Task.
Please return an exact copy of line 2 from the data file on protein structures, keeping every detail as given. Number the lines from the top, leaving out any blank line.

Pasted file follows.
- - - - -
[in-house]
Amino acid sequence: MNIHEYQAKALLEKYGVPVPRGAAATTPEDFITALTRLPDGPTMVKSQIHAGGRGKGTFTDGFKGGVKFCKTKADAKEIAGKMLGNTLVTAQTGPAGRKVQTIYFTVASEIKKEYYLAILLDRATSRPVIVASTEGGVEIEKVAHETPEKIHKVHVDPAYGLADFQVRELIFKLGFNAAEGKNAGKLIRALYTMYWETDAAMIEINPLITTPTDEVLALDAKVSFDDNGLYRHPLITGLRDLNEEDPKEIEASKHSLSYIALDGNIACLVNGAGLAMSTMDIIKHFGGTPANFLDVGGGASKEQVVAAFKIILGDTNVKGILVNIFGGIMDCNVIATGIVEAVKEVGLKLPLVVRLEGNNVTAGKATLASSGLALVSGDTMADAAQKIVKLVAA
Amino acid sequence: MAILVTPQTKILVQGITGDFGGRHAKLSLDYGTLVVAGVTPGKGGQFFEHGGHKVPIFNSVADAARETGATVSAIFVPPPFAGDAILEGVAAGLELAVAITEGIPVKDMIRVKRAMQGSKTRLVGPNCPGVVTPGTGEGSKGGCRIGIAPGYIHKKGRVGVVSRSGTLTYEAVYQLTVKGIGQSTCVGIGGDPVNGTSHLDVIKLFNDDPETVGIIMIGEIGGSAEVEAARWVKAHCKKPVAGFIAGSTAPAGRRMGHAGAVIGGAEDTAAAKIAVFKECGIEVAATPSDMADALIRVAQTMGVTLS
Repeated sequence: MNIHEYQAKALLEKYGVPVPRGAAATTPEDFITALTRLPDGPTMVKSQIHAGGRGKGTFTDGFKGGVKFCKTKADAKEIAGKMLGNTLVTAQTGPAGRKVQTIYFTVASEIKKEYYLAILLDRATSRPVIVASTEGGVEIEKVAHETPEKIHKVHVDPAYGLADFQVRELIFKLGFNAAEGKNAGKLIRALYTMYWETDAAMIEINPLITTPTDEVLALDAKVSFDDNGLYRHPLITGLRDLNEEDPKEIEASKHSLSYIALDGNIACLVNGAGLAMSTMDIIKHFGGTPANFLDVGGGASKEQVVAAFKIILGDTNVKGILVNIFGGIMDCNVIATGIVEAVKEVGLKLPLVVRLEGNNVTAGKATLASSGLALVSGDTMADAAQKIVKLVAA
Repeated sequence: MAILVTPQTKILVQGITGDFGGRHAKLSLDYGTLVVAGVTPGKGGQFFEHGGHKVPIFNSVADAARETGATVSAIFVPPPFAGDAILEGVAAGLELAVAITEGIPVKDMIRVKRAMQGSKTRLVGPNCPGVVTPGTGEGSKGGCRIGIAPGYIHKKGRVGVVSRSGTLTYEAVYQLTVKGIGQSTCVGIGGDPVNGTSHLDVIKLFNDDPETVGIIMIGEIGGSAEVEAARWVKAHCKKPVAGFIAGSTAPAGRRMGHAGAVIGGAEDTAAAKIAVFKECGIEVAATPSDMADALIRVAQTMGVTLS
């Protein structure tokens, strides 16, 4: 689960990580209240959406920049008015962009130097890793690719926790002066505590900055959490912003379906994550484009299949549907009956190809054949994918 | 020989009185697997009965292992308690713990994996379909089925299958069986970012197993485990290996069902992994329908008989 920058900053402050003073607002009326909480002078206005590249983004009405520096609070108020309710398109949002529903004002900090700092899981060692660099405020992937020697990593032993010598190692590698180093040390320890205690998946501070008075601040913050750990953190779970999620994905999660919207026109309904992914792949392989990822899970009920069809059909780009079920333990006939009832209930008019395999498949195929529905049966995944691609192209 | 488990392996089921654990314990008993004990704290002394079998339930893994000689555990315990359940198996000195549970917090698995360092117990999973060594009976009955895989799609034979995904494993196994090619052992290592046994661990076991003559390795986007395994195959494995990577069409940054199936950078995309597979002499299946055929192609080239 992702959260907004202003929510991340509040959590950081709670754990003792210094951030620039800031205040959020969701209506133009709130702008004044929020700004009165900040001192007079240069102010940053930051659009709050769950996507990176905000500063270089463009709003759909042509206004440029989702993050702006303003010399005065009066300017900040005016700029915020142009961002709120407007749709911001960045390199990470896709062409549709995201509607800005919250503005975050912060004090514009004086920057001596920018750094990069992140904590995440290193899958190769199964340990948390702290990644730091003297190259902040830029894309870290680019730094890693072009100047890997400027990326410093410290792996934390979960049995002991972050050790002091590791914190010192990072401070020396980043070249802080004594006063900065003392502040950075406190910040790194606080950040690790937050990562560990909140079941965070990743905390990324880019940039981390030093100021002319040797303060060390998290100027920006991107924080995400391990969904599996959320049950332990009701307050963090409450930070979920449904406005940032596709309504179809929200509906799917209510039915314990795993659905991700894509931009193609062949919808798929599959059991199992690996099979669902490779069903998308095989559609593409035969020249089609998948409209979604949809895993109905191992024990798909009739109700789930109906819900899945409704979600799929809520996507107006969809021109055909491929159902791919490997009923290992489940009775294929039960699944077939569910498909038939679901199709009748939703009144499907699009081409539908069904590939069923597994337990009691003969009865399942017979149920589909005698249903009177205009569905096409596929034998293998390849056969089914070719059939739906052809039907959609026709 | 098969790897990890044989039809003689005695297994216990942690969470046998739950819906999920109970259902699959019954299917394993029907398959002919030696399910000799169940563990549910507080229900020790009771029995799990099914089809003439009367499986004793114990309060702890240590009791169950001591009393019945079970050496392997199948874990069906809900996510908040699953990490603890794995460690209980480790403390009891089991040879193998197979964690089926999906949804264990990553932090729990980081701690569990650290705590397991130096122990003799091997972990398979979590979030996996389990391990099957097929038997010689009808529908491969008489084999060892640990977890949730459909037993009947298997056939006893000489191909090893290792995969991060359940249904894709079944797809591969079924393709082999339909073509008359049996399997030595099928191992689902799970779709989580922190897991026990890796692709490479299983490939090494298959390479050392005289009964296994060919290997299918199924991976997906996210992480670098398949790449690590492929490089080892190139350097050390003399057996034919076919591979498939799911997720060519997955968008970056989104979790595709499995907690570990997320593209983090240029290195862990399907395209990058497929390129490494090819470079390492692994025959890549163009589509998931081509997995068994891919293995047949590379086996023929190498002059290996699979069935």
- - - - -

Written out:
Amino acid sequence: MNIHEYQAKALLEKYGVPVPRGAAATTPEDFITALTRLPDGPTMVKSQIHAGGRGKGTFTDGFKGGVKFCKTKADAKEIAGKMLGNTLVTAQTGPAGRKVQTIYFTVASEIKKEYYLAILLDRATSRPVIVASTEGGVEIEKVAHETPEKIHKVHVDPAYGLADFQVRELIFKLGFNAAEGKNAGKLIRALYTMYWETDAAMIEINPLITTPTDEVLALDAKVSFDDNGLYRHPLITGLRDLNEEDPKEIEASKHSLSYIALDGNIACLVNGAGLAMSTMDIIKHFGGTPANFLDVGGGASKEQVVAAFKIILGDTNVKGILVNIFGGIMDCNVIATGIVEAVKEVGLKLPLVVRLEGNNVTAGKATLASSGLALVSGDTMADAAQKIVKLVAA